Espionage between Taiwan and China has grown more sophisticated because of fewer people-to-people exchanges and more use of cyber tools, as relations between the two remain chill, analysts in Taipei say.
China claims sovereignty over Taiwan and insists that the two sides eventually unify, by force if needed. Taiwan President Tsai Ing-wen, bolstered by domestic opinion polls, rejects unification and relations have soured since she took office in 2016. Analysts say those conditions make each side want to know more.
Attention has riveted on spying over the past week as Taipei prosecutors evaluate whether former Deputy Defense Minister Chang Che-ping and others made contact with a representative of the Central Military Commission — China’s national defense organization — and if so, whether the contact constituted spying.
Chang and his wife traveled to China, expenses paid, after he met a Hong Kong businessperson who the commission sent to Taiwan in 2012, Taiwan-based United Daily News reports.
The former deputy minister’s case would follow the 2019 flap over Chinese national Wang Liqiang, who defected to Australia and said he had secretly helped China in relation to Taiwan affairs. Earlier this year, a Taiwan court gave jail sentences to two former Taiwanese legislative aides for setting up a network of Chinese spies.
On the other side, Chinese security agencies say they have “foiled” hundreds of espionage cases involving spies from Taiwan and arrested several of them, China’s party-run Global Times news website reported in October.
“This is not an isolated operation, as the mainland carries out similar actions every year, given that the rising number of spying operations by Taiwan authorities in the Chinese mainland over the years,” the Global Times says.
Spying takes place now, as always, through business transactions and academic exchanges, as well as through use of cyber tools, the experts say. Intelligence gathering through hacking or mining public data can avoid the risk of detection that actual agents on the ground face. Such online methods are more important now because COVID-19 and cooled Taiwan-China relations have reduced face-to-face cross-border exchanges, the analysts add.
“In that sense, I think maybe the espionage is decreasing but the intensity may increase too,” said Alex Chiang, associate professor of international politics at National Chengchi University in Taipei.
“The variety of espionage activity probably will be more diverse,” he said, adding that diminished personal contact reduces the odds of spies being caught, he added.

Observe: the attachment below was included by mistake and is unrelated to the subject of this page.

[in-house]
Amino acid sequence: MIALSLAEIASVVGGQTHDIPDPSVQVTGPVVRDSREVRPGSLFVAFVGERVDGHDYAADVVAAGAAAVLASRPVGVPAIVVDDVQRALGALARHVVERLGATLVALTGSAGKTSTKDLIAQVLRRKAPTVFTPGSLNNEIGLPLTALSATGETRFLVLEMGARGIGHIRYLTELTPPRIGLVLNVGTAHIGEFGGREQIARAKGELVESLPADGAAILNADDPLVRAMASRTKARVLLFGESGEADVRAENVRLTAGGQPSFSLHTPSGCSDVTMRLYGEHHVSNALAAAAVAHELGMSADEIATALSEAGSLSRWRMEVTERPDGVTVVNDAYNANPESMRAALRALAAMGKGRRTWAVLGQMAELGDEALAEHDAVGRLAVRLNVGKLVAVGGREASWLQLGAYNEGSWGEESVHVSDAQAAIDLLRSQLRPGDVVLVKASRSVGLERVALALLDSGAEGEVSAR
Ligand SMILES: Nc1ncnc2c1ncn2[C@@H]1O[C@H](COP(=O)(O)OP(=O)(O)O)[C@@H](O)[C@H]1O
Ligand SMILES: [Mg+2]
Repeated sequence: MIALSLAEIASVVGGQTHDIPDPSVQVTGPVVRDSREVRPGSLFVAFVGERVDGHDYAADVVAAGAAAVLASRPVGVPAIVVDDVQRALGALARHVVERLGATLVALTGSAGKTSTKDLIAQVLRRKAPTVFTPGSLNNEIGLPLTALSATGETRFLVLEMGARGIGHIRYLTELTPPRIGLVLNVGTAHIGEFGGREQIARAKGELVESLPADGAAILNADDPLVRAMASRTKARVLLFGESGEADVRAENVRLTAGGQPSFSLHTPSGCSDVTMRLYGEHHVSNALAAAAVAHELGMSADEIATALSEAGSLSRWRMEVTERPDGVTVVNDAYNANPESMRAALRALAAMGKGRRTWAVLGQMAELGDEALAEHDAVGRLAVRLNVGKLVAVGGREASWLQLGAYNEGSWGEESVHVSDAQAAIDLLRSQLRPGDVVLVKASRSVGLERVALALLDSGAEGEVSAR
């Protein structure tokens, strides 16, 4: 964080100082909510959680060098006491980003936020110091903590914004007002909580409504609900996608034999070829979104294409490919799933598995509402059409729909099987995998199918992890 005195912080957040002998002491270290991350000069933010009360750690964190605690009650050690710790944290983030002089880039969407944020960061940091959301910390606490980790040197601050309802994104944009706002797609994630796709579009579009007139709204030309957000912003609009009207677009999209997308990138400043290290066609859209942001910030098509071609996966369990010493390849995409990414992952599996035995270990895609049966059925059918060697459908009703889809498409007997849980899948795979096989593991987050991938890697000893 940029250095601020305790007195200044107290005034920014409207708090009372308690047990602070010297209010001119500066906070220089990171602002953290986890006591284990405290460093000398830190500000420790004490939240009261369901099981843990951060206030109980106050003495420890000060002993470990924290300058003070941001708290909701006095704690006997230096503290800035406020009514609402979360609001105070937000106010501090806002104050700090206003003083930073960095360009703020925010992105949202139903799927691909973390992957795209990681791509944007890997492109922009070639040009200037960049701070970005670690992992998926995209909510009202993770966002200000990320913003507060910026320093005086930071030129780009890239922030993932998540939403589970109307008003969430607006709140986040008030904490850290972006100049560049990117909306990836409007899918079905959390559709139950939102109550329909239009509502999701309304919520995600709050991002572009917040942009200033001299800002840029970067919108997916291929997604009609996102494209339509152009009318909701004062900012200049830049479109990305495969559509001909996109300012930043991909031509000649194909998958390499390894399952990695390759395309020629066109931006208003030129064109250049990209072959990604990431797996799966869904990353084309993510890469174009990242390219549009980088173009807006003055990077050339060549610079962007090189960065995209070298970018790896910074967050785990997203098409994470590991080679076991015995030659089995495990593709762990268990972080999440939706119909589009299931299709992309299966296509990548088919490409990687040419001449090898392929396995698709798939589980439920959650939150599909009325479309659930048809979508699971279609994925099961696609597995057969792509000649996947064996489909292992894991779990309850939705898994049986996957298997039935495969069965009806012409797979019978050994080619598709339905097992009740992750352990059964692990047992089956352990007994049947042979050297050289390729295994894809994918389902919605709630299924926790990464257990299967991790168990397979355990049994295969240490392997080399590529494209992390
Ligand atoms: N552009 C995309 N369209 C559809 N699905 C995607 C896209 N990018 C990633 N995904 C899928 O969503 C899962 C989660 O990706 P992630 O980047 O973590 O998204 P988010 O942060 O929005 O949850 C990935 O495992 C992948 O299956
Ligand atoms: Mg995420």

Chang’s case would stand out because of his rank, said Chen Yi-fan, assistant professor of diplomacy and international relations at Tamkang University in Taiwan.
“The former deputy defense minister’s case if true would be the highest-ranking military personnel who is involved in espionage cases,” he said.
Taiwan’s Mainland Affairs Council, the government body handling mainland China affairs, said in a November statement that in “recent years” China had “maliciously extended to overseas espionage” its effort to protect national security. The council had protested a month before over China’s “framing” of Taiwanese citizens to become spies.
The signing of 23 transit, trade and investment deals with China under Taiwan’s former president Ma Ying-jeou had increased contact, expanding the pool of people who could buy and sell secrets.
Today’s tense relations have reduced the number of Chinese entrepreneurs and university students in Taiwan while cutting back academic visits by Taiwanese to China, meaning fewer in-person meetings presenting an opportunity for espionage.
From 2010 to 2016, Taiwan unearthed least 33 cases involving citizens who sold sensitive defense-related information to China, Hawaii-based Asia researcher and author William Sharp told VOA at the time.
Cyber-spying poses a particular threat now, some experts say.
Chinese spies had used the internet for at least a decade before 2015, said Russell Hsiao, executive director of the Global Taiwan Institute policy incubator, on his blog. Hackers from a Chinese city “infiltrated” computers in Taiwan in one 2011 case and installed programs that “stole a large trove of data,” Hsiao said, citing local media reports. The attack infected 42 government websites and 216 computers.
Today’s hacker-spies are hard to differentiate from Chinese “nationalists” who use the internet on their own to spite Taiwan, said Sean Su, an independent political analyst in Taipei. China may be “ramping up”, he said.
Although more reports of spying are likely to emerge as Western countries focus harder on China’s activities directed at foreign countries, Su said, actual levels of the crime will probably hold constant.
“We will think that there’s more spying but in reality, it feels like it’s just the same old, same old all this time,” he said.